By using BIG-IP for not just the on-prem datacenter, but also the on-cloud workloads, NetOps teams can ensure consistency, reliability, manageability and deployment velocity for all application services. Coupled with BIG-IQ, F5’s central management tooling, teams get visibility into the multi-cloud estate, helping teams stay in control of security compliance by securing and managing traffic flowing between on-prem datacenters and public cloud environments.
Finally, BIG-IP helps NetOps teams automate application delivery and security workflows, removing complexity and decrease lead time for applying changes more quickly and more often. By making consumption of the BIG-IP services self-service, application development and DevOps teams can consume security features and stay compliant without waiting on the NetOps team. This also frees up the NetOps teams to deliver more and better automated workflows, reducing toil even further.
Web Application Firewall across on-prem, cloud and cloud-native
Just like how F5 Container Ingress Services blurs the lines between the on-prem and cloud-native world, F5’s battle-tested Web Application Firewall (or WAF for short) doesn’t just run on BIG-IP, but also on the light-weight NGINX platform. This gives developers and DevOps teams the flexibility to use open source tooling (like mod_security), as well as enterprise-ready options.
And as this is the same code, security and network teams can now interchange security policies between BIG-IP and NGINX App Protect seamlessly and without re-writing a single line of code. That means teams can configure a security policies in the BIG-IP graphical interface (with a machine learning engine and integration with the leading vulnerability scanners) and export the resulting policy to NGINX App Protect. The re-use of existing technology improves adoption and security posture for new cloud-native applications immediately, regardless of wether these applications run on-prem, in a virtual machine, as a container or as a cloud-native service.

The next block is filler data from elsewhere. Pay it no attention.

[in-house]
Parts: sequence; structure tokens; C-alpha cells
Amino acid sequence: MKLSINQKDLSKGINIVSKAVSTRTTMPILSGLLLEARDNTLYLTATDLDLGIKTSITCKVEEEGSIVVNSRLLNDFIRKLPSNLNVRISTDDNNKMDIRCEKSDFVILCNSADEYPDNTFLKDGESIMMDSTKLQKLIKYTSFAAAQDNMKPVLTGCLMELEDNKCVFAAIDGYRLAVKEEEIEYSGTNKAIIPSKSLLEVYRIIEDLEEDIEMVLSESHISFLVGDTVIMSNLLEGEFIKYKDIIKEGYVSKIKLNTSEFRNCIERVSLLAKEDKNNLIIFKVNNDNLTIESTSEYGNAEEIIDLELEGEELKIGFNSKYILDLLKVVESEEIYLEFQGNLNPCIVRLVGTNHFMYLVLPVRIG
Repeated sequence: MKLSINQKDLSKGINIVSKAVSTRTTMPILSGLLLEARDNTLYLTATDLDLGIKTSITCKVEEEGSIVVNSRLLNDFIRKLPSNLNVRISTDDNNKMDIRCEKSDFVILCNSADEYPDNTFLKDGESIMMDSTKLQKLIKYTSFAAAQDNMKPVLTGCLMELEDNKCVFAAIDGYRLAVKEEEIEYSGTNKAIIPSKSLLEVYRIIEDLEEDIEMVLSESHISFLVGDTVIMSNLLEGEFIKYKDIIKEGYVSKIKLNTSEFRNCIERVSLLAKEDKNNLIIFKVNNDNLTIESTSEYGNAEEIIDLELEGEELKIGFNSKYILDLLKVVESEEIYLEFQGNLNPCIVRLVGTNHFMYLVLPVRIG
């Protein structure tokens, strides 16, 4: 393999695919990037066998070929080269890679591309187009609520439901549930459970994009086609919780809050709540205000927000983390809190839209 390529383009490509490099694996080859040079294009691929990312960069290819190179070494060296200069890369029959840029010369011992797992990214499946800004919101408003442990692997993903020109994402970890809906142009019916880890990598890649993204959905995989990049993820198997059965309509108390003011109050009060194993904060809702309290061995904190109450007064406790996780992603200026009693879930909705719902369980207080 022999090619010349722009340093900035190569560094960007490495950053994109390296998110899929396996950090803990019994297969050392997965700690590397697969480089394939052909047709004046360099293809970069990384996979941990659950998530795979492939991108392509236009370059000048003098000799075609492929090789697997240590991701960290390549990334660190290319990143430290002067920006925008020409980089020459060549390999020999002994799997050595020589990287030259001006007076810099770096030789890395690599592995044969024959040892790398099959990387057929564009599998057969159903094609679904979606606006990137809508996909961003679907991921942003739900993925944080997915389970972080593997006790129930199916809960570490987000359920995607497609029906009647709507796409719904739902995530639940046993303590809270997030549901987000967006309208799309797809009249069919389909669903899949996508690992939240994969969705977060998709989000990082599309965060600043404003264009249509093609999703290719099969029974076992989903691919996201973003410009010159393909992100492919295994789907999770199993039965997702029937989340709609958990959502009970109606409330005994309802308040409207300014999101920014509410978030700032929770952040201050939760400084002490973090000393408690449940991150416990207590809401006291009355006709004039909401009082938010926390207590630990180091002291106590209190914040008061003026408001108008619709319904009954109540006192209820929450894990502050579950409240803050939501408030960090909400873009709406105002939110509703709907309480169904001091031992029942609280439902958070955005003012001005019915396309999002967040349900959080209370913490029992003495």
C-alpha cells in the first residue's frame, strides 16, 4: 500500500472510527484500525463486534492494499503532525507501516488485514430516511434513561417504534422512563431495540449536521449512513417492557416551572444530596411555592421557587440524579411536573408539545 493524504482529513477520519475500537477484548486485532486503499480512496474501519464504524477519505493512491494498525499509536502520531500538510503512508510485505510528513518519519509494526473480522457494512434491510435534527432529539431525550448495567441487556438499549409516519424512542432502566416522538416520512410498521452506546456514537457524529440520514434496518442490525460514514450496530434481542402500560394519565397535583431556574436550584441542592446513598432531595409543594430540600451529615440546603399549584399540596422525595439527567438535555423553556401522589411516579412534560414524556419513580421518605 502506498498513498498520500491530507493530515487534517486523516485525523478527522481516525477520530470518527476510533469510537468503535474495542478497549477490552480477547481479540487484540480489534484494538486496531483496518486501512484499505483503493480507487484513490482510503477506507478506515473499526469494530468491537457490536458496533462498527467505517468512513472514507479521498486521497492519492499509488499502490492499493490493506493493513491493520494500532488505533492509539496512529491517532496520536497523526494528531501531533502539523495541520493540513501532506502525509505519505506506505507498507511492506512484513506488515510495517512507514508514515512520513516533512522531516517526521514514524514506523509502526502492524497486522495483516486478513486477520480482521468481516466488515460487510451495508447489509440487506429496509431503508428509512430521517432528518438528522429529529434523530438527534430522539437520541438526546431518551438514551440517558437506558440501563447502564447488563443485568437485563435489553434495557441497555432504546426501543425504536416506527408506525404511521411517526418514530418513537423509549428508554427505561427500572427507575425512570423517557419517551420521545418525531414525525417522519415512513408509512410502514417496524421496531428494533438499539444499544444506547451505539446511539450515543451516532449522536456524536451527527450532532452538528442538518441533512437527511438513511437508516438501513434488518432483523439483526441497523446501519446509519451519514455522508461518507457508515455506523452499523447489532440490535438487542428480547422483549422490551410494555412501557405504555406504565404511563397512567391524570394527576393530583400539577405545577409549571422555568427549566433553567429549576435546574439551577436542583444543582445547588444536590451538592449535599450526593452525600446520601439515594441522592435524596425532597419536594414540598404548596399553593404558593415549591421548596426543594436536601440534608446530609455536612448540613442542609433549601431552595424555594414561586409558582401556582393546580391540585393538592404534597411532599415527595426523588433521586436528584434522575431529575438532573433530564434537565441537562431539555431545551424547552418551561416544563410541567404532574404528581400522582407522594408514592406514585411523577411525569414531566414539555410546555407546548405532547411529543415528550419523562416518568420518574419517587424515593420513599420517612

This is a huge advantage from both a security compliance as well as an operational perspective. Typical F5 customers have hundreds or even thousands of applications running across multiple environments, datacenters, cloud VPCs and regions.
F5’s BIG-IP continues to be the go-to solution for application delivery in the datacenter. By adding support for public cloud and containers, NetOps and SecOps teams can continue to use BIG-IP for security and application delivery, expand its usage into the container and public cloud world with NGINX while securing traditional and modern applications from a single pane of glass.
With BIG-IP, F5 Container Ingress Services and NGINX App Protect, customers can start their container and cloud journey with confidence, full visibility and control over security and traffic management policies.
NetOps teams can continue to work with their trusted infrastructure load balancer, providing security, visibility and governance, while DevOps teams can use Kubernetes and publish services to the internet without breaking security protocols.